Dokdo and Marcus Island – A Comparison of Japanese 19th Century Island “Incorporations”
Japanese “lawless adventurers” were utilized by 19th Century Meiji Japan as agents of expansionism.
A brief background of Marcus Island:
Minamitori-shima (南鳥島) or Marcus Island is an isolated island in the northwestern Pacific Ocean, located at 24.18′N, 153.58′E. The Japanese meaning of the name is “Southern Bird Island”. It is 1.2 kms in area. It is the easternmost territory belonging to Japan, some 1 848 km SE of Tokyo, or 1 267 East of the closest Japanese island, South Iwo Jima of the Ogasawara Islands, and nearly on a straight line between Tokyo and Wake Island, which is 1 415 km ESE. The closest island, however, is Farallon de Pajaros of the Mariana Islands, which is 1021 km WSW of Minamitori Shima.
The island is first mentioned in 1864, given a position by a US survey ship in 1874, and first landed on by Kiozaemon Saito in 1879. Japan officially annexed the island July 24, 1898, the US claim from 1889 according to the Guano Islands Act being not officially acknowledged.
Above left image: This map shows Japan and her outlying islands. Marcus Island is on the lower right side of the map. Above right: An aerial photograph of Marcus Island showing the airfield and communications tower. (click)
How is Japan’s 1898 annexation of Marcus Island related to the Dokdo~Takeshima dispute?
Koreans assert Japan’s 1905 incorporation of Liancourt Rocks (Takeshima) was seriously flawed because Japan failed to announce her intent in an “open and public manner”. Indeed records show the only public notice given during Shimane Prefecture’s annexation of Takeshima was a tiny ad in a local newspaper. On the other hand, when Japan decided to claim the Bonin Islands (Ogasawaras) both the U.S. and Britian were notified numerous times, though they were remotely involved in the islands.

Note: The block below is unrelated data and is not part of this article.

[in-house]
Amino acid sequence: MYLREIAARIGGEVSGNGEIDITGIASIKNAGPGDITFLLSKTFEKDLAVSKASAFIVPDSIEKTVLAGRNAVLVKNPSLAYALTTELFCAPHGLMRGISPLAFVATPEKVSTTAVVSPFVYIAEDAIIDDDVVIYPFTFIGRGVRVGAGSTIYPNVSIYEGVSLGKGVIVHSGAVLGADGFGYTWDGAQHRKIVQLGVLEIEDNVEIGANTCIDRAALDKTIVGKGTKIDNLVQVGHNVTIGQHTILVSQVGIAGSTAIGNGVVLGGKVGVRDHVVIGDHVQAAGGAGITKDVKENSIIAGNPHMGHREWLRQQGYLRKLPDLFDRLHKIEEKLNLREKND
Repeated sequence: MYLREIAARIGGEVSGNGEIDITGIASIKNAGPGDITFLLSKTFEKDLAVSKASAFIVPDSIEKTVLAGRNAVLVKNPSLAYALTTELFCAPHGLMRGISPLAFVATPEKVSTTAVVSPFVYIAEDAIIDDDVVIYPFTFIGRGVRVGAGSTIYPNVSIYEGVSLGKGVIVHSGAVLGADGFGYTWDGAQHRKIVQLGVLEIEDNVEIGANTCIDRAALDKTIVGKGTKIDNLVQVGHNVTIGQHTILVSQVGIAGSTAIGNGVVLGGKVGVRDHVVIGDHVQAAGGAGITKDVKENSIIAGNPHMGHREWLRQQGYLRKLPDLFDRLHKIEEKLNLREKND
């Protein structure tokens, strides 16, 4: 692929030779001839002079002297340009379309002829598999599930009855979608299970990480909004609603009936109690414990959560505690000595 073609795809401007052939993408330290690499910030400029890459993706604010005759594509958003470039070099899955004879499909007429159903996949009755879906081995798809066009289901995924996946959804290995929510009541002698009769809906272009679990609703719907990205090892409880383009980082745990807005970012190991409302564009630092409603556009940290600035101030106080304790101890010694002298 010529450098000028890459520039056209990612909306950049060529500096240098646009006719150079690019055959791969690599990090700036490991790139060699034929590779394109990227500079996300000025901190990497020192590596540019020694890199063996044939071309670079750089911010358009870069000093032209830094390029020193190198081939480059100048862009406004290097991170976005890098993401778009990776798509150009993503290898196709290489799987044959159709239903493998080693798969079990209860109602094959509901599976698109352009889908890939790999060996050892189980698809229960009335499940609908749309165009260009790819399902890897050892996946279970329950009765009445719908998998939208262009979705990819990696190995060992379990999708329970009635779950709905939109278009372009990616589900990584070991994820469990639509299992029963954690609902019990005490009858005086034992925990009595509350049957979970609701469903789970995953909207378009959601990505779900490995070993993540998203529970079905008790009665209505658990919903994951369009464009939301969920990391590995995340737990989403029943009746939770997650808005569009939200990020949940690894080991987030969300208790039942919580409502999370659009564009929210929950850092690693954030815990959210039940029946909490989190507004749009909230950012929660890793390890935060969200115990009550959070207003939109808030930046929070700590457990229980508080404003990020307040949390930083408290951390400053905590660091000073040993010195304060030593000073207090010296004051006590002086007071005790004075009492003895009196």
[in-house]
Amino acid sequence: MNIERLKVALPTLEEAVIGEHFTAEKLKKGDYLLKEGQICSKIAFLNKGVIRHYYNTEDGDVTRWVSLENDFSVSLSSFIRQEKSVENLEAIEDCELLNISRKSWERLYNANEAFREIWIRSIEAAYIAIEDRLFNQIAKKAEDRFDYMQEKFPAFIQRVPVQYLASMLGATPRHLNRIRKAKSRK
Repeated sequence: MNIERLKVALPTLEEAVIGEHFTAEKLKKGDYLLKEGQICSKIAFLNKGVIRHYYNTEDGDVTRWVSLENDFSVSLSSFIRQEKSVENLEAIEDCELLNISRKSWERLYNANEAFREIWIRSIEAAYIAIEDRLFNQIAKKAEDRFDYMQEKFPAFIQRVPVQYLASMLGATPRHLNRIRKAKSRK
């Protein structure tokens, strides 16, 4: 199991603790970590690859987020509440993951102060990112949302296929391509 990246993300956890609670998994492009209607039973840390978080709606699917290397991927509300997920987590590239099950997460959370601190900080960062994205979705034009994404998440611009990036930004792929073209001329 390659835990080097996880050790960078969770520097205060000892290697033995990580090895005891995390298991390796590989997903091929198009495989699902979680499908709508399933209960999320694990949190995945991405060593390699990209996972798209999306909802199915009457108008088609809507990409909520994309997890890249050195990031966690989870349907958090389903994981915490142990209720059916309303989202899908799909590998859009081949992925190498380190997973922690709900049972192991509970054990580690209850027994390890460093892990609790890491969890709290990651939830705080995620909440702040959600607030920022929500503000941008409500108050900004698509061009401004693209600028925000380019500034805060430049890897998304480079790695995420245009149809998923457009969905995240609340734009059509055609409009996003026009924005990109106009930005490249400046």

Japan’s MOFA states that her annexation of Liancourt Rocks was identical to her incorporation of Marcus island and thus both were legal. On this matter the Japanese seem to be correct. Purely from a legal standpoint Japan’s incorporation of Marcus Island is comparable to Dokdo. However, does this fact help to support Japan’s argument in the Dokdo – Takeshima problem? Through the study of old historical records from Japan’s National Archives this page points out some flaws in Japan’s Marcus Island claim and how they relate to Dokdo – Takeshima.
The Origin of the Marcus Island Dispute of 1902 Between the U.S. and Japan.
In 1889 a small trader named Captain James Rosehill happened upon Marcus Island. He hoped to utilize the island for coconuts however he soon realized it had vast guano (bird feces) deposits that could be sold for fertilizer in Hawaii. Captain Rosehill then hoisted the American flag atop a coconut tree. From there Captain Rosehill fastened a bottle to a tree in which was a note that he had taken formal possession of the island in the name of the United States. Rosehill’s crew signed the note to witness the event.
Captian Rosehill failed to push through his application to incorporate the island and in the meantime the Japanese claimed Marcus Island as part of the Ogasawara Islands group in 1898. In 1902 when Rosehill finally decided to persue his activities on Marcus Island further, the result was a diplomatic row between the United States and Japan. The dispute that followed almost lead to a military showdown between the two nations. The purpose of the page is not to argue who had superior title but rather a close look at Japan’s land claim legal practices.
Marcus Island and Liancourt Rocks (Dokdo) – Japan’s Display of Incorporation Not Public
The two Japanese news articles found here are what amounted to Japan’s public announcent when she acquired Marcus Island in 1898. Next to them are Japan’s newspaper article when she annexed Takeshima in 1905. One can see that they are almost identical.
Were the following “declarations” sufficient to be classified as “open and public” as territorial land claims must be?
The two images to the left are Japan’s newpaper articles “announcing” the annexation of Marcus Island (Minamitori-shima) The image on the right is Shimane Prefecture’s news article declaring a tiny nameless rock as Takeshima (Dokdo) and thus part of Japan. (click)
Four years after Japan laid claim to Marcus Island, Captain Rosehill and the American Government also attempted to annex Marcus Island. Obviously the U.S. Government was not aware Japan had incorporated Marcus Island many years earlier and this shows Japan’s “public announcement” was insufficient. Japan’s inadequate publicity of Marcus Island’s claim caused a diplomatic row between the nations which almost erupted into a military conflict.